Hi Sleepless12,
WELCOME! to the forum.!
It’s pretty common not to sleep well in the sleep lab.
Hang in there for more suggestions and answers to your questions.
Much success to you with your CPAP therapy.
trish6hundred
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#6
I wouldn't dwell on it much, just get on with the treatment, CPAP is considered the 'gold standard' treatment
Sleep apnea is not going to go away, just will get worse over time without treatment
I was in denial for number of years, until it get really bad on day and then thought treatment

I recall the sleep study wasn't a good night but diagnosed with severe OSA, here is the report from May 2011
The patient reported that the quality of his sleep was worse than usual Sleep efficiency was poor (52.7%) with frequent awakenings and several prolonged wake across the night. sleep latency (33mins) was prolonged and the proportions of both slow wave sleep (3.9%) and REM sleep (9.3%) were reduced .continuous soft to moderate intensity snoring was reported by the overnight technologist.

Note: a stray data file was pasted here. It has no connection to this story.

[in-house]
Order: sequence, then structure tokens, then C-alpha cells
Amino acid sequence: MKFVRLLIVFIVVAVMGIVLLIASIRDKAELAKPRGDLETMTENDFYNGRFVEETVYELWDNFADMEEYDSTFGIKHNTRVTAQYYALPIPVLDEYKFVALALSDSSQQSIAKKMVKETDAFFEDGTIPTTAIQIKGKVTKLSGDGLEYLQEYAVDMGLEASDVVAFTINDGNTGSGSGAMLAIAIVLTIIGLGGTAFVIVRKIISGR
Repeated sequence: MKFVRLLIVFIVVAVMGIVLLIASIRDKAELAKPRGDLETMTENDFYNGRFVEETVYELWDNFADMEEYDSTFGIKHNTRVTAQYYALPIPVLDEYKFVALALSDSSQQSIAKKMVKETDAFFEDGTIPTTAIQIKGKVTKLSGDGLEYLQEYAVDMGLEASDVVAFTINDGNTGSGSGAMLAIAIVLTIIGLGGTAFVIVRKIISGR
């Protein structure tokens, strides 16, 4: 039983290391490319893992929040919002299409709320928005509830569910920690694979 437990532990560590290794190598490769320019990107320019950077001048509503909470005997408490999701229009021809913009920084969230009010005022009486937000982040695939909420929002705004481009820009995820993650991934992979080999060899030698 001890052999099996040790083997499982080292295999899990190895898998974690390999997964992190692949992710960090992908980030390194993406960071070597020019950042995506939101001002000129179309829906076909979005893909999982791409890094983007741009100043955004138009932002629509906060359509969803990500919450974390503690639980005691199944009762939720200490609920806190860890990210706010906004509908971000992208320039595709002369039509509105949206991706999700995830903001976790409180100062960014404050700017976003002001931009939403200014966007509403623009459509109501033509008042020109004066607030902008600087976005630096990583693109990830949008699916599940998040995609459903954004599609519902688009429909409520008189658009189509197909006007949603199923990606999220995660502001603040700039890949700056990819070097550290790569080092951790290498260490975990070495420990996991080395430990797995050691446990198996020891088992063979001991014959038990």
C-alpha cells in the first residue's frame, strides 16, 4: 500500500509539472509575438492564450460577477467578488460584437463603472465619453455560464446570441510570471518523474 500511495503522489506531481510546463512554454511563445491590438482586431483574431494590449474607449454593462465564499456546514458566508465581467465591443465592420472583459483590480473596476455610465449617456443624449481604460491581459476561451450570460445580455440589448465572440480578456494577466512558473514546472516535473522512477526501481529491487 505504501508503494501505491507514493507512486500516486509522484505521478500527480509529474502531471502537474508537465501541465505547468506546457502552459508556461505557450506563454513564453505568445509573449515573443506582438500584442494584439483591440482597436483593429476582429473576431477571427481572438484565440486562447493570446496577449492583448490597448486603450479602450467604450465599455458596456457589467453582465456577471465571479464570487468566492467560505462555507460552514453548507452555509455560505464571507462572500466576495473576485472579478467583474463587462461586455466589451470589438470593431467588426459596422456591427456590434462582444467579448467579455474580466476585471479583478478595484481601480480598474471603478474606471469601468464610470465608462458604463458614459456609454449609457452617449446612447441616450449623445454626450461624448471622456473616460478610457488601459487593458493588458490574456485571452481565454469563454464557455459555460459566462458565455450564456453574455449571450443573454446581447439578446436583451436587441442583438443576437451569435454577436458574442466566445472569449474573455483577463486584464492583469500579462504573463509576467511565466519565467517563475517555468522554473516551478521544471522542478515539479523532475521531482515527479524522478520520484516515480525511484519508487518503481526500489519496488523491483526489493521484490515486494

Runs of repetitive hypopnoes and obstructive apneas occured during both NREM and REM sleep in all position ,and caused frequent arousals (arousal index 84.8) and moderate oxygen desaturations (min SaO2 85%) . small numbers of RERAs were noted . the overall RDI was 85.0 .there were no periodic leg movements. the ECG showed normal sinus rhythm (mean HR 68 bpm ). Severe OSA

Sleep Staging Data :
Light out : 10.22.58 pm Sleep Onset : 10.55.58 pm
Light on : 6.01.58 am Sleep Efficiency : 52.7%
Time in Bed (TIB) 459.0 min Sleep Latency: 33.0 min
Total Sleep Time : 242.0 min REM Latency 241.5 min